The Krome Palate
Green beans, sweet potatoes, strawberries, and all types of pulchritudinous produce can be purchased from roadside purveyors peppering the flat farmlands that surround Homestead. Nothing beats farm-fresh food. It's also pleasing to note that there are more chickens than traffic lights here, John Deeres outnumber John Does, and a pastoral silence stretches as far as the ears of corn can hear. What I like most about these farms, though, is that over the years they've attracted Mexican migrant workers, who in turn have opened restaurants offering what is arguably the best south-of-the-border fare in South Florida.
There are various diamond-in-the-rough eateries set among the side streets of resurrected Homestead, but the one taquería and three restaurants discussed here shine right on Krome Avenue. You won't find the innovative Mexican cuisine of Eduardo San Angel or Divina at these places, but even the most conventional dishes are superior to the Tex-Mex dreck dredged up by local chains with goofy names. For one thing the food is fresher. That's partly owing to the aforementioned farmland but also because the cuisine is put together in the manner of real Mexican cooking: from scratch every day. So don't let the 40-mile drive down the turnpike from Miami deter you -- that's nothing for this opportunity to stock the car with fresh fruits and vegetables and fill the stomach with the real enchilada.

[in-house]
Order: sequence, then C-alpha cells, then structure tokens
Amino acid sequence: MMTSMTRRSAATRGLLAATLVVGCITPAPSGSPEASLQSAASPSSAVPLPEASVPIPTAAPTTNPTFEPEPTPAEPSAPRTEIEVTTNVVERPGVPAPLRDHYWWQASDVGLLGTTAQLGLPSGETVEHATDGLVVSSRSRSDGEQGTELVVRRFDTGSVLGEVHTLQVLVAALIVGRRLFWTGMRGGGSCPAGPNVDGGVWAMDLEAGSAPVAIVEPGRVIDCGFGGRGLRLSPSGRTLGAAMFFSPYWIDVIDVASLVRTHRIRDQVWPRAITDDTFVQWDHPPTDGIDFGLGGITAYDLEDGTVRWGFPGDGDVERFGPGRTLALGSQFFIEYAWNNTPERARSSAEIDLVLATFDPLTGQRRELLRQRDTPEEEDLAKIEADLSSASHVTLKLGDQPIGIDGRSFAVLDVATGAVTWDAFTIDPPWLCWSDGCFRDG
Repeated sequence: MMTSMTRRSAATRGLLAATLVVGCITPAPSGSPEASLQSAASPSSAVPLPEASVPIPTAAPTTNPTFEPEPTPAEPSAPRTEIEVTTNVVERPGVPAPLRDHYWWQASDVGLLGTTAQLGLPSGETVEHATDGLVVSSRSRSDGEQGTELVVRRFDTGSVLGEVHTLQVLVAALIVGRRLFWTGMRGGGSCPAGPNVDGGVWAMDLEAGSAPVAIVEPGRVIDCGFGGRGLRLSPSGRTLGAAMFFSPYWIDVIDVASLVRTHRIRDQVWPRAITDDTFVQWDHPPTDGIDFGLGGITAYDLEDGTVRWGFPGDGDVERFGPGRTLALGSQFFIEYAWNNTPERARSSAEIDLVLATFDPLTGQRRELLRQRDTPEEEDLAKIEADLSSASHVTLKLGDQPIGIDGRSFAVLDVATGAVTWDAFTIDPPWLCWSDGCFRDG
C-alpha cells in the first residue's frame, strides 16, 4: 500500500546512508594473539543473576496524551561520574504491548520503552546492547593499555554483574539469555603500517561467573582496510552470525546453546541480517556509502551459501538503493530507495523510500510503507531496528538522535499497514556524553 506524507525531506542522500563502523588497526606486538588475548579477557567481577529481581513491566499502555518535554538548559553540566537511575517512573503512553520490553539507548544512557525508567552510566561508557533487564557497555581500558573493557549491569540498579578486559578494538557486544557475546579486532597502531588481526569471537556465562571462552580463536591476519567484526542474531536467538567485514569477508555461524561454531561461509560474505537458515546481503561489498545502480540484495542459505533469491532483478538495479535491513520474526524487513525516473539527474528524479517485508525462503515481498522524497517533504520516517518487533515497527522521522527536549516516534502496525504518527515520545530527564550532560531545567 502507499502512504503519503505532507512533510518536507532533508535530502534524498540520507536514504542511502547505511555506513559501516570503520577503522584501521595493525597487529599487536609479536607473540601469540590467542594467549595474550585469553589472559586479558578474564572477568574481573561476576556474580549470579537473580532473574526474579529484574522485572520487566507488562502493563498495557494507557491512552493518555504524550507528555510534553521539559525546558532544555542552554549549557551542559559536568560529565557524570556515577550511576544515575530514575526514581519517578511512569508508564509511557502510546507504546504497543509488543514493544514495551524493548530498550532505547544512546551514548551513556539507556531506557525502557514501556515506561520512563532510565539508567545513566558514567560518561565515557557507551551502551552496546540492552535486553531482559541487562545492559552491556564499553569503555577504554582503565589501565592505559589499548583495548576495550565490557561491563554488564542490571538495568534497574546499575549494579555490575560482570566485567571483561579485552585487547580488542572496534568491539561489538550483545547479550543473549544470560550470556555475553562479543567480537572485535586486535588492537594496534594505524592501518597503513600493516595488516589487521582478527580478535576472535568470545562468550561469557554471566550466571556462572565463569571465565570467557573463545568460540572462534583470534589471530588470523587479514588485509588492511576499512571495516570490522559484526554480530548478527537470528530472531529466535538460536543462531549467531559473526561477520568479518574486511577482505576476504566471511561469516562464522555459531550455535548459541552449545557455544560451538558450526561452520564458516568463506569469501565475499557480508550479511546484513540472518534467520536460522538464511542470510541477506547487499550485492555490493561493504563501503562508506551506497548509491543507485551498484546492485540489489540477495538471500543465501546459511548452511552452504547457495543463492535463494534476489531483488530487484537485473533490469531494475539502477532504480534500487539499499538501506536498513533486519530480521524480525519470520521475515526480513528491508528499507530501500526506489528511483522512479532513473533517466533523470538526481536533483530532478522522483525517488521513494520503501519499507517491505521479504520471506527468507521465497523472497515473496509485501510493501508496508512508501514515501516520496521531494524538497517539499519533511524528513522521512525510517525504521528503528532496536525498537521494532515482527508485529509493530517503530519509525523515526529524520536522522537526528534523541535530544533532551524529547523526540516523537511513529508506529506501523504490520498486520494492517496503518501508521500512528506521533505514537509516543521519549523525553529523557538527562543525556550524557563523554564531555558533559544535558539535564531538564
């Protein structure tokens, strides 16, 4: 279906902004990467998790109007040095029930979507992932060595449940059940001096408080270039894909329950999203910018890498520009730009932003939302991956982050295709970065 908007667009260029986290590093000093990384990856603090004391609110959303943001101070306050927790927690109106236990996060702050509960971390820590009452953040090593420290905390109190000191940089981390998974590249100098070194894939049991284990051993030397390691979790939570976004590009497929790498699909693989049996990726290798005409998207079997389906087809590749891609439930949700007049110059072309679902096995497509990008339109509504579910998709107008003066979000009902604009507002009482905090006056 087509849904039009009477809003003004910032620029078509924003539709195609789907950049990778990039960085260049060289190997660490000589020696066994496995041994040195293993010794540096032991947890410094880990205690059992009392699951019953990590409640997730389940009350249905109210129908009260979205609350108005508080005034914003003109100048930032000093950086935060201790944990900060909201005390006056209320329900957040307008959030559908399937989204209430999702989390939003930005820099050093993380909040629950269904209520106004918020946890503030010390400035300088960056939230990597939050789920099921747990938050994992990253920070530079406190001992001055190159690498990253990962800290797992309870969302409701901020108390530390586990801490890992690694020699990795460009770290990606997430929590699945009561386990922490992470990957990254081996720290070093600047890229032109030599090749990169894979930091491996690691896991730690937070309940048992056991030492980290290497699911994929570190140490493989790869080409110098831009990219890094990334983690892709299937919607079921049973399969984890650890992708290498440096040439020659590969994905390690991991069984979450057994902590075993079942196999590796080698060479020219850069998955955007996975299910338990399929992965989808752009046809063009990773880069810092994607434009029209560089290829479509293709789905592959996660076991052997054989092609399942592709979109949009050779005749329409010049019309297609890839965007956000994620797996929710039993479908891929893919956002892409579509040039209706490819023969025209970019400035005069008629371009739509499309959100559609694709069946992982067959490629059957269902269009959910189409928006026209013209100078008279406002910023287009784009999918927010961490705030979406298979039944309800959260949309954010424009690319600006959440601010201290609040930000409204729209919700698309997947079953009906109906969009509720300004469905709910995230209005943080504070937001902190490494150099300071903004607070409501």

La Tapatia, owned by Hiberto Cendejas of Michoacan, offers the ambiance of an authentic Mexican taquería, meaning rickety enough to perhaps deter the less intrepid of culinary adventurers. Just as well, as there aren't many seats in this narrow shop that rustles up robust and extremely delicious versions of typical taquería street snacks -- from tacos to tostadas to tortas, crusty Mexican-style submarine sandwiches filled with lettuce, tomato, avocado, jalapeño, hot sauce, and a choice of meats such, as carne asada (steak), carnitas (stewed pork meat), roast chicken, and scrumptious ham that's baked onsite.
What it has that the others don't: great selection of baseball caps with colorful Mexican-league logos on sale for $7 to $12; the lowest prices, though the other restaurants visited also are inexpensive; starters that run from $4 to $7 and main courses ranging from $6 to $11.
What it does better than the rest: giant "barbacoa" burrito, bursting with piquant morsels of pork that have been marinated up to four days in ancho chili, garlic, pimiento, pineapple, and vinegar -- clearly the best on the block and only $4.50 ($3 for a smaller version).